A possible artwork by mysterious street artist Banksy discovered last year in Tokyo will be exhibited from next week at a pier close to where it was found, the metropolitan government said Thursday.

The artwork of a rat holding an umbrella and bag, which was found spray-painted on a metal flood barrier close to Hinode Pier in Tokyo, will be free to view at a waiting area for passengers between 10 a.m. and 7 p.m. once the exhibit opens next Monday.

The exhibit is slated to run indefinitely after its display at the Tokyo metropolitan government building in April sparked continued interest.

But it remains unclear whether the drawing -- no bigger than a sheet of office paper -- is actually by Banksy, as attempts to contact the elusive British-based artist to confirm its validity have remained unanswered, the metropolitan government said.

The artwork, which closely resembles one found in a collection Banksy is said to have drawn in Tokyo in 2003, was discovered last December on a metal flood barrier near Hinode Station on the Yurikamome train line in Tokyo's bay area.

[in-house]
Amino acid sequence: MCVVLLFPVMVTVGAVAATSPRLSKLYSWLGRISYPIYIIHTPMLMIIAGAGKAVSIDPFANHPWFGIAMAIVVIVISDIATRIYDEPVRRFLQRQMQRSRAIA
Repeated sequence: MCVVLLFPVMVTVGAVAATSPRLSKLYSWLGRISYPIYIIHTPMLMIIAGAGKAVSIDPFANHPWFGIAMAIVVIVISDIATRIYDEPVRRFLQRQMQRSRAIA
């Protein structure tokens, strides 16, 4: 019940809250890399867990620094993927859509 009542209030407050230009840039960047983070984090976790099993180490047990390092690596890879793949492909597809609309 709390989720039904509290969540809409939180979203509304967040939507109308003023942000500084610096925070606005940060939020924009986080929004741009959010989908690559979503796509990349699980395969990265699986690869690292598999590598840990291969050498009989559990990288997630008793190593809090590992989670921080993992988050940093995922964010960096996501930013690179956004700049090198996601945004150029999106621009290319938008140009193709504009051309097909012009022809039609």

Despite maintaining that "drawing graffiti is unacceptable," Tokyo authorities decided to showcase the artwork after receiving requests to return the piece to its original location or store it somewhere close by to allow people to view it.

Banksy, whose identity is known to few, has produced works of art, including some featuring rats, on walls and other locations all over the world.

The artist caused controversy in October last year by remotely shredding his "Girl with Balloon" painting just after it sold for $1.4 million at an auction in London.

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